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Acknowledgments The U.S. National Committee for CODATA and the Board on International Scientific Organizations of the National Research Council of the National Academies wish to express their sincere thanks to the many individuals who played significant roles in planning the international workshop, The Socioeconomic Effects of Public Sector Information on Digital Networks: Toward a Better Understanding of Different Access and Reuse Policies. The workshop steering committee was chaired by Roberta Balstad of Columbia University, and the other members of the committee were Christine Borgman of the University of California at Los Angeles, John Houghton of the University of Melbourne in Australia, Harlan Onsrud of the University of Maine, and Knut Rexed of Rexed & Spröndly AB, Sweden. We also would like to thank the experts who made presentations during the workshop, who are listed in the table of contents below, as well as the session chairs and rapporteurs who are listed in the meeting agenda in Appendix A. This report has been reviewed in draft form by individuals chosen for their diverse perspectives and technical expertise, in accordance with procedures approved by the National Academies’ Report Review Committee. The purpose of this independent review is to provide candid and critical comments that will assist the institution in making its published report as sound as possible and to ensure that the report meets institutional standards for quality and objectivity. The review comments and draft manuscript remain confidential to protect the integrity of the process. We wish to thank the following individuals for their review of this report: Antti Eskola, Ministry of Employment and the Economy, Finland; Anne Fitzgerald, Queensland University of Technology; Jeff Lazo, National Center for Atmospheric Research; Knut Rexed, Ministry of Finance, Sweden (Retired); and J. Timothy Sprehe, Sprehe Information Management Associates. Although the reviewers listed above have provided many constructive comments and suggestions, they were not asked to endorse the content of the report, nor did they see the final draft before its release. Responsibility for the final content of this report rests entirely with the author and the institution. Finally, the U.S. National Committee for CODATA and the OECD would like to recognize the contributions of the following individuals to the completion of this project and the publication: Tilman Merz helped to organize the meeting at the OECD, and Chad Abel-Kops and Daniel Cohen, both on assignment to the National Academies from the U.S. Library of Congress, assisted with the editing and the production of the manuscript. ix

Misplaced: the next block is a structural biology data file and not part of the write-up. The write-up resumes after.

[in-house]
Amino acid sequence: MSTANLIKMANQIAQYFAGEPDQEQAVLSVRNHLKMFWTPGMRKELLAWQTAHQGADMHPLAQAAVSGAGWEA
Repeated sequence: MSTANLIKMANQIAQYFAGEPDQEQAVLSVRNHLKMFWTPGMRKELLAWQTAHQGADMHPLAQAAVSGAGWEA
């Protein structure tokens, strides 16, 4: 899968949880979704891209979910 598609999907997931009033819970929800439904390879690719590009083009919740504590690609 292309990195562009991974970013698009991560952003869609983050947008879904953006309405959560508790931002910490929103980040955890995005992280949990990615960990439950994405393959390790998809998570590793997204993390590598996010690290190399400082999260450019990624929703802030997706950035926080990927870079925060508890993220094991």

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Contents PART ONE Page 1. Introduction 1 Paul Uhlir, The National Academies United States 2. Overview of U.S. Federal Government Information Policy 3 Nancy Weiss, Institute of Museum and Library Services United States 3. PSI Implementation in the UK: Successes and Challenges 7 Jim Wretham, Office of Public Sector Information United Kingdom 4. The Value to Industry of PSI: The Business Sector Perspective 10 Martin Fornefeld, MICUS Management Consulting Germany DISCUSSION BY WORKSHOP PARTICIPANTS 14 5. Achieving Fair and Open Access to PSI for Maximum Returns 17 Michael Nicholson, PSI Alliance United Kingdom DISCUSSION BY WORKSHOP PARTICIPANTS 19 PART TWO 6. Public Sector Information: Why Bother? 25 Robbin te Velde, Dialogic The Netherlands 7. Measuring the Economic Impact of the PSI Directive in the Context of the 2008 29 Review Chris Corbin, ePSIplus United Kingdom 8. Different PSI Access Policies and Their Impact 31 Frederika Welle Donker, Delft University of Technology The Netherlands 9. The Price of Everything but the Value of Nothing 37 Antoinette Graves, Office of Fair Trading United Kingdom xi

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10. Enhancing Access to Government Information: Economic Theory as It 40 Applies to Statistics Canada Kirsti Nilsen, University of Western Ontario Canada 11. Assessing the Impact of Public Sector Geographic Information 45 Max Craglia, Institute for Environment and Sustainability, JRC Italy 12. Assessing the Economic and Social Benefits of NOAA Data Online 47 Rodney Weiher, NOAA United States 13. Exploring the Impacts of Enhanced Access to Publicly Funded Research 51 John Houghton, Victoria University Australia DISCUSSION BY WORKSHOP PARTICIPANTS 56 PART THREE 14. Measuring the Social and Economic Costs of Public Sector Information 61 Online: A Review of the Literature and Future Directions Paul F. Uhlir, Raed M. Sharif, and Tilman Merz 15. Summary of the First Breakout Session 69 Juan Carlos de Martin, Rapporteur 16. Summary of the Second Breakout Session 73 Tilman Merz, Rapporteur PART FOUR 17. General Discussion of Results from the Breakout Sessions and Possible Next 75 Steps Paul F. Uhlir, Rapporteur APPENDIXES A. Workshop Agenda 83 B. Biographical Summaries of Workshop Chairs, Presenters, and 87 Rapporteurs xii